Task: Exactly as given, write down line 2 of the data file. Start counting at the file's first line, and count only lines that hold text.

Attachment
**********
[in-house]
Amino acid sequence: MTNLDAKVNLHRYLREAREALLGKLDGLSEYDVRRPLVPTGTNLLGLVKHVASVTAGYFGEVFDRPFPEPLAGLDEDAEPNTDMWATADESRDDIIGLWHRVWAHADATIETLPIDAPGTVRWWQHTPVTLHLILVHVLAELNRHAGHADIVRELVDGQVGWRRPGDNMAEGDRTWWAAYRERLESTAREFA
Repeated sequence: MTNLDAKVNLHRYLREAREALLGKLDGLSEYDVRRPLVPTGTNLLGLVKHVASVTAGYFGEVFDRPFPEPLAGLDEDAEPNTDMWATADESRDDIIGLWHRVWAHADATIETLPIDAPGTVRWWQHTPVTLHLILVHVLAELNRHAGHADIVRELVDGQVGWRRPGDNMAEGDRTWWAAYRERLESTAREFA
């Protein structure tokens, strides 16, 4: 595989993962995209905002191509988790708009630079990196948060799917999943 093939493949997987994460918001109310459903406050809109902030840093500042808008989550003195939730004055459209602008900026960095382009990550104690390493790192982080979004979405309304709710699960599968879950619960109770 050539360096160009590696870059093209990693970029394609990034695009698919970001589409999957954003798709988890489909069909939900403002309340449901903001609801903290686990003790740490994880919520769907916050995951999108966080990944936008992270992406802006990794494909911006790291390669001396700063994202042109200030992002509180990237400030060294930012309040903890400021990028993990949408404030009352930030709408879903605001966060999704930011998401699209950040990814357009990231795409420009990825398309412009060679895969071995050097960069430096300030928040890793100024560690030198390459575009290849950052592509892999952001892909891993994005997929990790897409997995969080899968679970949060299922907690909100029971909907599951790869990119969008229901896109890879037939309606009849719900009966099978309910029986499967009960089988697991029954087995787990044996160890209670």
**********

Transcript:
Amino acid sequence: MTNLDAKVNLHRYLREAREALLGKLDGLSEYDVRRPLVPTGTNLLGLVKHVASVTAGYFGEVFDRPFPEPLAGLDEDAEPNTDMWATADESRDDIIGLWHRVWAHADATIETLPIDAPGTVRWWQHTPVTLHLILVHVLAELNRHAGHADIVRELVDGQVGWRRPGDNMAEGDRTWWAAYRERLESTAREFA